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Harvey Upgraded to Hurricane, Expected to Strengthen to Category 3

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Tropical Storm Harvey has continued its rapid strengthening this morning and has been upgraded to a hurricane by the National Hurricane Center as of noon today. The storm now contains sustained 85 mph winds and is forecast to become a Category 3 hurricane by 7 a.m. Friday, with landfall forecast along the Texas Coast this weekend.

1 p.m. CDT Update From the National Hurricane Center

Hurricane Harvey

Photo: NHC

Hurricanes are rated by the Saffir-Simpson Scale, which measures intensities of sustained wind speed to give the strength of the hurricane. Damage can be estimated from the wind speeds and are outlined below from the National Hurricane Center.

Category One: 33–42 m/s, 64–82 knots, 74–95 mph, 119–153 km/h
Very dangerous winds will produce some damage: Well-constructed frame homes could have damage to roof, shingles, vinyl siding and gutters. Large branches of trees will snap and shallowly rooted trees may be toppled. Extensive damage to power lines and poles likely will result in power outages that could last a few to several days.

Category Two: 43–49 m/s, 83–95 knots, 96–110 mph, 154–177 km/h
Extremely dangerous winds will cause extensive damage: Well-constructed frame homes could sustain major roof and siding damage. Many shallowly rooted trees will be snapped or uprooted and block numerous roads. Near-total power loss is expected with outages that could last from several days to weeks.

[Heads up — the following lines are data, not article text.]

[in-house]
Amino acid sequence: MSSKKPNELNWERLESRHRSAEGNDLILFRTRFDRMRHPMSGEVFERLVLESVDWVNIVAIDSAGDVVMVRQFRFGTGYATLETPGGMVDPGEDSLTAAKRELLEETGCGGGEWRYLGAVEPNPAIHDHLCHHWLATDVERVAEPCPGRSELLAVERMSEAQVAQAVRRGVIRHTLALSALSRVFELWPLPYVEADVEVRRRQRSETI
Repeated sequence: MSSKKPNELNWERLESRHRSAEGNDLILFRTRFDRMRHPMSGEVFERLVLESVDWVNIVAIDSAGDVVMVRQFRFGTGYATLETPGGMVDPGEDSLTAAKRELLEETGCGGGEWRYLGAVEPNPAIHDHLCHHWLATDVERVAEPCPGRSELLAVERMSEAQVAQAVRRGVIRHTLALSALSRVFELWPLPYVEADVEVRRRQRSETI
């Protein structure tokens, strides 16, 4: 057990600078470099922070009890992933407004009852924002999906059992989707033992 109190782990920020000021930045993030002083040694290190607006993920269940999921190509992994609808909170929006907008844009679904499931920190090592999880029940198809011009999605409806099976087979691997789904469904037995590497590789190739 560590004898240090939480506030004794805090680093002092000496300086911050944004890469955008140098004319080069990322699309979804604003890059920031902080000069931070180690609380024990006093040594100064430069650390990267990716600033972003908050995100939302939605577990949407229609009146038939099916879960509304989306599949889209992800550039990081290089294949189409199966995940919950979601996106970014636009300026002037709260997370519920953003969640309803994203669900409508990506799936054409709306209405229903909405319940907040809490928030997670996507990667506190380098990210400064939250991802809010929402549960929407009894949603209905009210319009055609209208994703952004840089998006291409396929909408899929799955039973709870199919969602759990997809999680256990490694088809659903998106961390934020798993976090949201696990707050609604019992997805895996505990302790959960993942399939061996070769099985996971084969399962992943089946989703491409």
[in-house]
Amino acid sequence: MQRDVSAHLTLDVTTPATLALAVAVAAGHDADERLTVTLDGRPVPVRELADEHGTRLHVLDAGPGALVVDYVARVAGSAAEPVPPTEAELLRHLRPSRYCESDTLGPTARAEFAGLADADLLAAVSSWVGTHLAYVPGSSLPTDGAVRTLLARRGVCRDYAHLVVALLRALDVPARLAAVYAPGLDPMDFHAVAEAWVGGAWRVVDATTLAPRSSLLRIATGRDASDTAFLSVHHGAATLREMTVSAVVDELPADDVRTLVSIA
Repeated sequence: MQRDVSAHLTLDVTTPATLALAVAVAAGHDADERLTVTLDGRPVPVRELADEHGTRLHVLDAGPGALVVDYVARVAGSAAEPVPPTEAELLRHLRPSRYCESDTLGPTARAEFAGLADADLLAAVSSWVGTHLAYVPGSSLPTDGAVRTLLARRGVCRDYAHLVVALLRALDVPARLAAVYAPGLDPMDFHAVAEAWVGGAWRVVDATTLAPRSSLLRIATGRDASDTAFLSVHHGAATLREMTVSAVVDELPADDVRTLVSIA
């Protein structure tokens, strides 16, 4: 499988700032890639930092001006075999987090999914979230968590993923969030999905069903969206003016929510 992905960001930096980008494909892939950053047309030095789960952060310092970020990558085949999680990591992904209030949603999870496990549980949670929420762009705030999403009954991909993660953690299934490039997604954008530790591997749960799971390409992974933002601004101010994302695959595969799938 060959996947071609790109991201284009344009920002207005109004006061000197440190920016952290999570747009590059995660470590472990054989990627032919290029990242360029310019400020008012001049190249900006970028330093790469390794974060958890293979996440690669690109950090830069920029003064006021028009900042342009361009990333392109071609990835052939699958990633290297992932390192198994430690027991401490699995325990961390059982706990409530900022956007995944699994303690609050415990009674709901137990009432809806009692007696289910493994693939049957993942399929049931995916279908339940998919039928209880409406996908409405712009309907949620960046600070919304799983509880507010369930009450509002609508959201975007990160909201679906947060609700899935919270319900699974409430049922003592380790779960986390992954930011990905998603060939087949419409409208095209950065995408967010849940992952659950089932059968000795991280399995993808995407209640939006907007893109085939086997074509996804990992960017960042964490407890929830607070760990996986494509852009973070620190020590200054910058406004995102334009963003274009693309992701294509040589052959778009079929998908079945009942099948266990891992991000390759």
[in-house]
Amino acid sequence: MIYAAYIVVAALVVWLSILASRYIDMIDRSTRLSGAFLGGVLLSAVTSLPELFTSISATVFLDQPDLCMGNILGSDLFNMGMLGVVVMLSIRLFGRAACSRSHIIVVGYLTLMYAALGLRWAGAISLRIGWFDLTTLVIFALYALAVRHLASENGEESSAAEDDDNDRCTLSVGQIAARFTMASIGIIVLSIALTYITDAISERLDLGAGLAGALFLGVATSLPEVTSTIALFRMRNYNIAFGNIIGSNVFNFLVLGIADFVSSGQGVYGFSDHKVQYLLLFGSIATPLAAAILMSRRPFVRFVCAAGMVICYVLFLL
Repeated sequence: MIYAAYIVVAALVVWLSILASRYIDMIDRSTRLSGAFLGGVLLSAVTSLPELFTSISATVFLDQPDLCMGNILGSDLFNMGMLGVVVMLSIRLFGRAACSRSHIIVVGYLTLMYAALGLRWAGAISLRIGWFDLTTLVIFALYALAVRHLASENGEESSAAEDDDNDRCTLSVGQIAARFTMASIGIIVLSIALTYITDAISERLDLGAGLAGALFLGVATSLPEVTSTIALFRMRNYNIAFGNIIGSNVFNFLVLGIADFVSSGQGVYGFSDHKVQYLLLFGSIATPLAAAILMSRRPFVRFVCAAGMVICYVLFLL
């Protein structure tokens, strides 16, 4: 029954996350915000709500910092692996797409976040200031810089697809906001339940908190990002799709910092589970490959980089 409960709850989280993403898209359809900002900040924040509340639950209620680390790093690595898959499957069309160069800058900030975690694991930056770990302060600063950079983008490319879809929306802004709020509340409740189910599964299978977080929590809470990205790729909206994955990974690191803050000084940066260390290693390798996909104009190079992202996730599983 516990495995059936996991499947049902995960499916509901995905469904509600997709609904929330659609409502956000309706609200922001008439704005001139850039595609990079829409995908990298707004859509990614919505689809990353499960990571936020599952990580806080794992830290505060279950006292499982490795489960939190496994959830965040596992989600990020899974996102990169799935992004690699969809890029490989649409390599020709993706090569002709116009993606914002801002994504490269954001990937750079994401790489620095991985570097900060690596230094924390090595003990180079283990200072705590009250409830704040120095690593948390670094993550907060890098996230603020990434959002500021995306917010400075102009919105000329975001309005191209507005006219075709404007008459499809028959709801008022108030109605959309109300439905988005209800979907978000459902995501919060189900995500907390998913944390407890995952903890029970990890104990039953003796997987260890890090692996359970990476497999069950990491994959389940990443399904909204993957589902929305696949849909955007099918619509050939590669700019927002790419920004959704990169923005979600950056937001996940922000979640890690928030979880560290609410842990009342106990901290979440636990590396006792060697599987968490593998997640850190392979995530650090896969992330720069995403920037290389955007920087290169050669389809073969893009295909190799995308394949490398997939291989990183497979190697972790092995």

Category Three (Major): 50–58 m/s, 96–112 knots, 111–129 mph, 178–208 km/h
Devastating damage will occur: Well-built framed homes may incur major damage or removal of roof decking and gable ends. Many trees will be snapped or uprooted, blocking numerous roads. Electricity and water will be unavailable for several days to weeks after the storm passes.

Category Four (Major): 58–70 m/s, 113–136 knots, 130–156 mph, 209–251 km/h
Catastrophic damage will occur: Well-built framed homes can sustain severe damage with loss of most of the roof structure and/or some exterior walls. Most trees will be snapped or uprooted and power poles downed. Fallen trees and power poles will isolate residential areas. Power outages will last weeks to possibly months. Most of the area will be uninhabitable for weeks or months.

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